Science is abuzz over the discovery of enormous bubbles of gas on either side of the Milky Way galaxy, presumed to have been emitted from a black hole in its center. It is considered a wonder that such a huge phenomenon has escaped their notice before, but I suspect it just means the Milky Way is related to my mother’s side of the family.
NASA’s finest couldn’t have detected gas emanating from my Norwegian forebears. They were, to a person, extremely nice and polite people, and polite people do not foist their emanations on others. It was not possible to smell anything about them that did not come in on their shoes, even during lutefisk season. My mother and her three siblings grew up on a frigid farm in northern North Dakota. The only approved location for activities of elimination was an outhouse in the narrow copse of woods near, but not too near, the house. Every farm had such a copse, referred to for more than one reason as a “windbreak.” It was a long, cold march to the biffy in wintertime, and those growing up using it developed sphincter control so exquisite they could have thwarted a sadistic proctologist. By the time I knew my mother, she had either perfected the ability to withhold gas altogether, or it had been somehow sanitized on its passage through a modest, sensible calico.
At least she had children, and thus had learned to contend with, and if necessary communicate about, the business of elimination. Aunt Selma was even more comfortable with the subject, having raised her children in free-spirited California. Uncle Cliff was a bachelor farmer and the nicest man on the planet, and had no immunity to the humiliation of the subject at all.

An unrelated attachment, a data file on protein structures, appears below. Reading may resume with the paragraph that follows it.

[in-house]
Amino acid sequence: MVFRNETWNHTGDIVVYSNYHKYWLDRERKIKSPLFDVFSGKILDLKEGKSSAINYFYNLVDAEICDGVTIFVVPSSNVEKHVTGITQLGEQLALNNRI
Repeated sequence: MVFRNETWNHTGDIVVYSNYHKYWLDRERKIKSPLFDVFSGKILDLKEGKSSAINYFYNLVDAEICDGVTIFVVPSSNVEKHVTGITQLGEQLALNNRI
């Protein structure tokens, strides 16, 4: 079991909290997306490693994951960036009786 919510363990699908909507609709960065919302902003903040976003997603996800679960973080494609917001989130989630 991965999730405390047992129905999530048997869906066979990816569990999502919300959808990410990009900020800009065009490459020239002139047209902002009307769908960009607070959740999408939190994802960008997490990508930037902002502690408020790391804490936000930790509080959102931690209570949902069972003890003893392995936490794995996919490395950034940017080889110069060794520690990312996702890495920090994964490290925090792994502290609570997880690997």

I was sitting with him during a party at my Aunt Selma’s house when she bustled in and asked if he’d seen another guest of hers. He shrugged as vaguely as possible, and she left the room. But she soon came back, demanding to know if the guest had been seen. The shrug failed to fend her off this second time, and it finally leaked out of him that the guest was “indisposed.” Aunt Selma frowned. “Do you mean she’s in the bathroom?” she asked, and Uncle Cliff surrendered a slight, miserable nod. Aunt Selma left the room, and Uncle Cliff looked abject. “I can’t believe she made me say that,” he said in a tiny voice.
In North Dakota, snow drifted up to the second floor of the house, some winters. Humans coped using raccoon coats; the Holsteins were on their own. As is their wont, they produced globes of frozen methane all winter long, which thunked softly into the snow. So they were in on the deal, too. When global warming finally begins to thaw the accumulation of antique cow farts, we’ll all be sorry. It’s no coincidence that frozen methane is a chief component of the atmosphere of Uranus.
Hazel Brewster made it through her whole life without offending a single soul. Lest anyone feel compelled to speculate about bubbles emanating from this corner of the blogosphere, please note: I got only half my genes from her.